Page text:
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Measuring time in meters in Minkowski spacetime

As counterintuitive as it might sound, it will become extremely convenient to use the same units for space and time. Happily, we can do that just by multiplying the time axis by c, the speed of light. Here's how.

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Video transcript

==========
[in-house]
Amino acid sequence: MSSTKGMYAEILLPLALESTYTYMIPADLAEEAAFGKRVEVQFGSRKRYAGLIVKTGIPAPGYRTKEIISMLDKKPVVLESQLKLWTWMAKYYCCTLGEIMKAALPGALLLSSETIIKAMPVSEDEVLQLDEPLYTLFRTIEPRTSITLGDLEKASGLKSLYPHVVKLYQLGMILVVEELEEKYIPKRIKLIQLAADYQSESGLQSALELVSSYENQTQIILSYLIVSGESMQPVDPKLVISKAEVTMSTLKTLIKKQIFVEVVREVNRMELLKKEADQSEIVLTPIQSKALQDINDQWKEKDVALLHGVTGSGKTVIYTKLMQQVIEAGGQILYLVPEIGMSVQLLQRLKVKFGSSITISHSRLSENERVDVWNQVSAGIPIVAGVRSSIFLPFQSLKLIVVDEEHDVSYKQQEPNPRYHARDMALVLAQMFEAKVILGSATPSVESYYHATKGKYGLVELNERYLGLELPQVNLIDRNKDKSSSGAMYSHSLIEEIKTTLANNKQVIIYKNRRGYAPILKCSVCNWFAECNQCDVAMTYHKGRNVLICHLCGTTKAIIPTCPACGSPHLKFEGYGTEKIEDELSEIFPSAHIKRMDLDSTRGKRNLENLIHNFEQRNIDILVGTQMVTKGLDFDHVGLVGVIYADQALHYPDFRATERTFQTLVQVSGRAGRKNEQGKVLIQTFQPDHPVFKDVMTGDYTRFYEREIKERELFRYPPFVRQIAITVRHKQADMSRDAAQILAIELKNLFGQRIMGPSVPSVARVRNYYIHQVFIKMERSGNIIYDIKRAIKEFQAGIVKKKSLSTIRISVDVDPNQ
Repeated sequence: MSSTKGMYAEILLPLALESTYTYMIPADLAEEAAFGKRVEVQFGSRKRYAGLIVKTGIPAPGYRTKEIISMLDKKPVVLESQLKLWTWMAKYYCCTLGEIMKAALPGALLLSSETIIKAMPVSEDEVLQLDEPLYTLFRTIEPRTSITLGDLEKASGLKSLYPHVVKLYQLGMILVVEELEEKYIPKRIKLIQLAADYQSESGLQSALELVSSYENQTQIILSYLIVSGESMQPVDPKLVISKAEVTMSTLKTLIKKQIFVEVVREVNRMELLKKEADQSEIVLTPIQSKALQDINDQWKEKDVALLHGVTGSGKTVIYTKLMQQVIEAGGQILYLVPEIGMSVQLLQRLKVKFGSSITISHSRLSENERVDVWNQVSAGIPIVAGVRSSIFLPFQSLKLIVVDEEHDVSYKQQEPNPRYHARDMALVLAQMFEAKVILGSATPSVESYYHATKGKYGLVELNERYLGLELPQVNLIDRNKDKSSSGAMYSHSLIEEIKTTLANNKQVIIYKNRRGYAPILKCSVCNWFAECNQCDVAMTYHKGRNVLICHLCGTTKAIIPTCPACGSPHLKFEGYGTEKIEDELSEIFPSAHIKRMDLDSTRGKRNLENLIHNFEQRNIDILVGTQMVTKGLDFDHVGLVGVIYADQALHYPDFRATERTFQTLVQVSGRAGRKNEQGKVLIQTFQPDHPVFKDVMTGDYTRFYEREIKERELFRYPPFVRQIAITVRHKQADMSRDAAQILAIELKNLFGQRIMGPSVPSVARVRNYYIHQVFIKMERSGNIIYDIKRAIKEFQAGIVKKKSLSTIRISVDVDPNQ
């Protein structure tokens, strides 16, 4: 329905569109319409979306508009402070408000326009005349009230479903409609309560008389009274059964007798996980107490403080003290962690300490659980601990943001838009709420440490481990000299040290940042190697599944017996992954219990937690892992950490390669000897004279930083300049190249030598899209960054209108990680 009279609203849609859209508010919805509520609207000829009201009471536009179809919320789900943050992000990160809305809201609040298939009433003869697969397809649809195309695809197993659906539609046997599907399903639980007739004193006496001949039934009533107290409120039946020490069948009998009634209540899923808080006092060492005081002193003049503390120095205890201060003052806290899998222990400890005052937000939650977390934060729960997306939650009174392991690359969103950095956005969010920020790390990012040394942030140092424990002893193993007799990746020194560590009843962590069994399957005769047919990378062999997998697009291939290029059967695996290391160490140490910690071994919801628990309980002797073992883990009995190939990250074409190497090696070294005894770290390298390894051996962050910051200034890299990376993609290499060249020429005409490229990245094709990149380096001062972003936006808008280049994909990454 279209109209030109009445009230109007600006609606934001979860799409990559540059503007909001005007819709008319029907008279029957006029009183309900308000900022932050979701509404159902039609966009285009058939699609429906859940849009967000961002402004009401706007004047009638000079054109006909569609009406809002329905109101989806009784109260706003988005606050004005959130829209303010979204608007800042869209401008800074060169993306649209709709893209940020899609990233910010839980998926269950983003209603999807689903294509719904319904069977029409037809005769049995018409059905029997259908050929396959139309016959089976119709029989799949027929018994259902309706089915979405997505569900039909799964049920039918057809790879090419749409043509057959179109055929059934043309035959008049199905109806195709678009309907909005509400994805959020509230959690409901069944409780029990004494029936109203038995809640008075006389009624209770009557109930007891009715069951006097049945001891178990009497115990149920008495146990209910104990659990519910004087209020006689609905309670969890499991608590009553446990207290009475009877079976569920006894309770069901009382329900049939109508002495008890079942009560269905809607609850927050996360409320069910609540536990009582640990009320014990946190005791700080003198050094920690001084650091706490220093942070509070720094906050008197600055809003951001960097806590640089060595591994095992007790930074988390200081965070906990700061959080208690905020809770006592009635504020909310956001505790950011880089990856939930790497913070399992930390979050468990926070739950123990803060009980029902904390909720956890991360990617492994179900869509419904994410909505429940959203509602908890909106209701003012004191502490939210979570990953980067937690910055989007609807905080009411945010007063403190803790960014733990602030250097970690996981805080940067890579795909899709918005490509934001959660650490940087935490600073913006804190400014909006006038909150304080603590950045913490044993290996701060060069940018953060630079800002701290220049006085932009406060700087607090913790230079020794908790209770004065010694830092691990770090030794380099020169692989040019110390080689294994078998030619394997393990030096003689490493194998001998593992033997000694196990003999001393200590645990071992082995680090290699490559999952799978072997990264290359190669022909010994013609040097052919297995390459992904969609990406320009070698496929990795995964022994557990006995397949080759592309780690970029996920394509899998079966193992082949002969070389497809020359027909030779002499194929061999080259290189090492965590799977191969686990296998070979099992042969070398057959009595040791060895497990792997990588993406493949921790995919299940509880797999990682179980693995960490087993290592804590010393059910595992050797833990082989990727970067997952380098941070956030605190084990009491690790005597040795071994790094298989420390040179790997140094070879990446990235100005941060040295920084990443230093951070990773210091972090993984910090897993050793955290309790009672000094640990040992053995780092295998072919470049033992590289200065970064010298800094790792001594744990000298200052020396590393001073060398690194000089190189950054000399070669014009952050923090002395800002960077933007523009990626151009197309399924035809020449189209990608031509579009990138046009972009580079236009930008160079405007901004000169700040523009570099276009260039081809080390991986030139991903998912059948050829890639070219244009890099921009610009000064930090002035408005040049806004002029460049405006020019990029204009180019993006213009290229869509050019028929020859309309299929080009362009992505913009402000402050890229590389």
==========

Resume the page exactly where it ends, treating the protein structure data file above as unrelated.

- [Voiceover] I am about to do something that most of you will probably find disconcerting, in fact, the first time that I saw someone do this, I too found it disconcerting. So, just as a little bit of background, so far, when we've been thinking about our space axis, and we've really just been focusing on one dimension of space, we've been focusing on the x dimension, or the x prime dimension, depending on whose frame of reference we are talking about. We measured that in terms of meters. We measured that in terms of meters, and then when we thought about time, well, we said, initially, we said, "Well, time is "fundamentally something different than space," so we had a different set of units called seconds, in fact, you know, this goes well before we, well before the 20th century when we got special relativity, this goes all the way back to well before even that, where we said time is something different. We measure it in units of time, in seconds, or minutes, or hours, or days. While distance, which is different than time, we measured in meters, or feet, or miles, or kilometers, or whatever else. But as we started to get into this world of special relativity and we started to see that space and time are not each absolute. And, in fact, we can actually think of all events as happening in this continuum called spacetime. And I say it fast, "spacetime". Because it's not saying "space-time". Two different things. It's saying that they're really just different directions in this continuum spacetime. And so, if they are all the same thing why do we use different units for space and time? Why do we use seconds for time and meters for space? Or at least in the examples that I've been doing so far. And so to fix that, instead of calling this the "t-prime axis" or the "t axis," instead of labeling it in terms of seconds, what we can do and this is the part that many of you will find disconcerting, let's call this the "c times t-prime axis." And let's call this the "c times t axis." And the "c times t-prime axis." Well, what's that going to do? Well, we know that the speed of light is an absolute. It is, if we are measuring it in, and I'll do approximately because it's actually two point nine something. But, approximately three times 10 to the 8th meters per second. For the sake of all of these videos I'm just assuming it's three times ten to the 8th meters per second. For simplicity it's roughly that. So if we were to take c times time instead of this being one second, in terms of seconds, well, we multiply it times three times ten to the 8th meters per second. Well, the seconds cancel out and we're left... If we want to measure time in terms of meters, would be three times ten to the 8th meters. So this is three times ten to the 8th meters, instead of calling it one second. This over here is negative. So that over there is negative three times ten to the 8th meters. Along the "c t-prime axis." Likewise, this what we called one second, right over here, instead we can call this as three times ten to the 8th meters. This we could call negative three times ten to the 8th meters. Now this will be counterintuitive to you because you've always viewed time as fundamentally something different than meters. You haven't been thinking in terms of spacetime. In fact, in our normal human experience we don't experience the world in terms of space time. Time is something that we are just falling forward into and space is something that we feel like we have more agency and we can move in the different dimensions of space more easily, while time just feels like we're plummeting forward in that dimension. But now we're thinking in terms of spacetime and this makes our units the same. Now if it helps you, you could view this as three times ten to the 8th light meters. So you could think of this as the time it would take for light to go three times ten to the 8th meters. Likewise, if we wanted everything in terms of what we traditionally conceive of as our time dimensions, we could have kept this as one second, instead of calling this three times ten to the 8th meters we could have called this one light second, which would be the distance that light travels in what we measure, or what we consider to be one second. But the benefit of this is now we're consistent. We're measuring different directions in spacetime, which is kind of a continuum, there is no separate time and space. We're measuring them all in the same units, which we will find is very, very convenient. So, I know this is going to take a little bit of time to get your head around, and I'll maybe do a few more videos to make you feel comfortable with this type of idea, but this will be a convenient thing for us. Especially as we start to have a metric in our, what we would call, our Minkowski spacetime. Because we are going to be operating in the different dimensions as if they have the same units. So, hopefully, I encouraged you to kind of sit and ponder and think about this a little bit, and hopefully it doesn't bother you too much.